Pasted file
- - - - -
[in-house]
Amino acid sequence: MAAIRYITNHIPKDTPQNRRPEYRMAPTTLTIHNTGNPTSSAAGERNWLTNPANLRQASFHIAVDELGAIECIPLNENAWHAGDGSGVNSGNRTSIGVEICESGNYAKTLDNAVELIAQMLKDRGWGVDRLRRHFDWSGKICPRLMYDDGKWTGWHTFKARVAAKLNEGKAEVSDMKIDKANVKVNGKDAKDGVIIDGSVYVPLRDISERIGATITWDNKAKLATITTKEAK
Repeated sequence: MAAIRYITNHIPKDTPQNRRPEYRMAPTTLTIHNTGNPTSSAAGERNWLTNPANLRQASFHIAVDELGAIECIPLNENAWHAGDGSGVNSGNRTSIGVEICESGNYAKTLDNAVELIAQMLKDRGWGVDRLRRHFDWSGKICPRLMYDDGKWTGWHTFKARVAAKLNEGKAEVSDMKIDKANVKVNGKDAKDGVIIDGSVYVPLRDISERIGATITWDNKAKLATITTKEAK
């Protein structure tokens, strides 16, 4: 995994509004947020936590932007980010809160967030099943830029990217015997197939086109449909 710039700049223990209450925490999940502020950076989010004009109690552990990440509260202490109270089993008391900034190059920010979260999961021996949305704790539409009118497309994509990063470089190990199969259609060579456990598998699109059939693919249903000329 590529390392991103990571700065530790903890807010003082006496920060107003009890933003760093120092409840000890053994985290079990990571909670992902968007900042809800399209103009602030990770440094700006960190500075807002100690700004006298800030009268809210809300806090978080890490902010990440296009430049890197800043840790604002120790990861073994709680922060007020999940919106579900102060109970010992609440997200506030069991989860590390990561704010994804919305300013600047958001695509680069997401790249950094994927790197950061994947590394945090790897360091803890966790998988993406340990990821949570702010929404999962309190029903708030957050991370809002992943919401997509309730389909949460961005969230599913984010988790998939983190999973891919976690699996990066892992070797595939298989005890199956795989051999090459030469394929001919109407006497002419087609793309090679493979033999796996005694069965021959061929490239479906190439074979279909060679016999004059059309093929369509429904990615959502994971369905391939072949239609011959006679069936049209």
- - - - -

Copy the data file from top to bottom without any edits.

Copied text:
[in-house]
Amino acid sequence: MAAIRYITNHIPKDTPQNRRPEYRMAPTTLTIHNTGNPTSSAAGERNWLTNPANLRQASFHIAVDELGAIECIPLNENAWHAGDGSGVNSGNRTSIGVEICESGNYAKTLDNAVELIAQMLKDRGWGVDRLRRHFDWSGKICPRLMYDDGKWTGWHTFKARVAAKLNEGKAEVSDMKIDKANVKVNGKDAKDGVIIDGSVYVPLRDISERIGATITWDNKAKLATITTKEAK
Repeated sequence: MAAIRYITNHIPKDTPQNRRPEYRMAPTTLTIHNTGNPTSSAAGERNWLTNPANLRQASFHIAVDELGAIECIPLNENAWHAGDGSGVNSGNRTSIGVEICESGNYAKTLDNAVELIAQMLKDRGWGVDRLRRHFDWSGKICPRLMYDDGKWTGWHTFKARVAAKLNEGKAEVSDMKIDKANVKVNGKDAKDGVIIDGSVYVPLRDISERIGATITWDNKAKLATITTKEAK
């Protein structure tokens, strides 16, 4: 995994509004947020936590932007980010809160967030099943830029990217015997197939086109449909 710039700049223990209450925490999940502020950076989010004009109690552990990440509260202490109270089993008391900034190059920010979260999961021996949305704790539409009118497309994509990063470089190990199969259609060579456990598998699109059939693919249903000329 590529390392991103990571700065530790903890807010003082006496920060107003009890933003760093120092409840000890053994985290079990990571909670992902968007900042809800399209103009602030990770440094700006960190500075807002100690700004006298800030009268809210809300806090978080890490902010990440296009430049890197800043840790604002120790990861073994709680922060007020999940919106579900102060109970010992609440997200506030069991989860590390990561704010994804919305300013600047958001695509680069997401790249950094994927790197950061994947590394945090790897360091803890966790998988993406340990990821949570702010929404999962309190029903708030957050991370809002992943919401997509309730389909949460961005969230599913984010988790998939983190999973891919976690699996990066892992070797595939298989005890199956795989051999090459030469394929001919109407006497002419087609793309090679493979033999796996005694069965021959061929490239479906190439074979279909060679016999004059059309093929369509429904990615959502994971369905391939072949239609011959006679069936049209």